As well as virtual communication software, other digital tools have enabled us to carry out new and varied forms of remote research. Last year, we developed an online qualitative community platform to host a month-long carriage study for a new type of medical device. Participants contributed to the platform weekly, documenting how they carried the device and the wear and tear it sustained. The platform was available to anyone with a smartphone, tablet, or computer, regardless of location, enabling us to expand our recruitment beyond individual cities to the national level with little impact on cost.
The platform was designed to be versatile and simple, with similarities to an online forum. This casual and familiar format meant even attention-poor key workers were able to complete tasks and share photos quickly and easily. This meant we saw genuine snapshots of how the device fit into the participants’ routines over time, allowing a depth of understanding which fed into every aspect of the ongoing product and brand development.
The platform also allowed us to ask questions when we noticed something interesting, send out reminders and monitor participant compliance. Sending reminders and providing assistance were crucial aspects in maintaining participant engagement and helping to ensure we had as complete a data set as possible. This level and detail of participant interaction would not have been possible in an alternative in-person solution.
Providing flexibility and cost efficiency
In addition to the many functional and practical benefits of remote research, there are also logistical benefits that enable more time and cost-efficient solutions. With the elimination of third-party costs such as travel expenses and venue hire, remote research can often represent a cheaper option for carrying out consumer studies.
The range of research methodologies the Recipe team have developed, both in-person and remote, ensure the quality and rigour of research is maintained, whilst timelines and costs can be adapted to suit tighter requirements. Even the most time and cost exhaustive techniques such repeat visit methodologies, so vital to cultural immersions and rapport building, can become more efficient in a blended remote and in-person approach and fit more seamlessly with peoples’ complex lives to facilitate richer insights.
Remote studies also enable more members of the client’s organisation to join the sessions as desired, without overwhelming the participant. We often encourage clients and associated stakeholders to participate in our research sessions, to observe the findings first-hand and interact directly with the people who use their products. These are often highly engaging, positive interactions that allow client team members to feel directly involved with the product development process.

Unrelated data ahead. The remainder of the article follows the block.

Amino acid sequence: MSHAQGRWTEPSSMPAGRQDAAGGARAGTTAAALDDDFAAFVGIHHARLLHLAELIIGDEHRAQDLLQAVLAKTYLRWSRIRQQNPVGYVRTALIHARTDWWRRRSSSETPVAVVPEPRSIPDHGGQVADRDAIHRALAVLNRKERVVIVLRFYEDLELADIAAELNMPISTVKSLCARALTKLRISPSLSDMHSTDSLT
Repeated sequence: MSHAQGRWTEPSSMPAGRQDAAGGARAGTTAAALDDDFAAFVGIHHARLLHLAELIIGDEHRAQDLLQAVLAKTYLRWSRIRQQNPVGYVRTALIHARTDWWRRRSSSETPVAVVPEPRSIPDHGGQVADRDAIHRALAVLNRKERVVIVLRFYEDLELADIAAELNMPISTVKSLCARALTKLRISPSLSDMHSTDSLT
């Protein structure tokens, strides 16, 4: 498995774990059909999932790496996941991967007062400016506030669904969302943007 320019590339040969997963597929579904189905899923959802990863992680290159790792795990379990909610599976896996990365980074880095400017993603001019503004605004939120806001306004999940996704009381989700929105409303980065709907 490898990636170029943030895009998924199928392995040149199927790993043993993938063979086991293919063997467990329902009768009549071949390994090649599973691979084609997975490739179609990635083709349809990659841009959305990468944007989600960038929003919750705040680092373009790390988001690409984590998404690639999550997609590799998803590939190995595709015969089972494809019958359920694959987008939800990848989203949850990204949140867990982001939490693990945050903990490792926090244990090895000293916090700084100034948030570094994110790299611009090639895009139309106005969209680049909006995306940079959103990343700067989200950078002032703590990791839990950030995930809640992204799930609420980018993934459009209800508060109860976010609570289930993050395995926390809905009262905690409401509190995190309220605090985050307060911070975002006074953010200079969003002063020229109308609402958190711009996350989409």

Moving forward by balancing and blending methodologies
The essential and rapid evolution of our remote research methodologies has bought many benefits, driving new ways of working that will persist long after the full relaxation of restrictions. As well as the new benefits of remote research, the last year has highlighted the ongoing importance of certain aspects of in-person research to our processes.
There are many cues which can still only be picked up on in-person and are crucial to fully understanding how participants are thinking, feeling and deriving meaning from the subject of research; the energy of the room, the postures and sub-conscious gestures that are that bit more difficult to interpret remotely. Even the learnings gained from the interstitial spaces and moments; wandering through a local market, supermarket or mall, watching the movements of people and traffic, the adverts and advertising as you move through a city, even the magazine and newspaper covers as you pass a newsstand.
Our growing network of trusted partners around the world mean that even when travel is restricted, this need not be lost. As in the field, our remote techniques have evolved to enable our participants to convey the nuanced meanings of localised markets and consumer cohorts.
As global vaccination and best practices begin to allow us to interact and travel more, we expect our research to find a new balance. We continue to blend the best of in-person and remote research methodologies based upon the needs of our clients and the unique challenges their businesses face. With each project, we seek to find the optimal methodological approaches and ensure the comfort and engagement of the research participants kind enough to introduce us to their lives.
Our unique and agile approaches can be adapted to suit a whole host of consumer research projects. If you have a project you would like to discuss, contact Natasha French, to find out how we can best support your research objectives.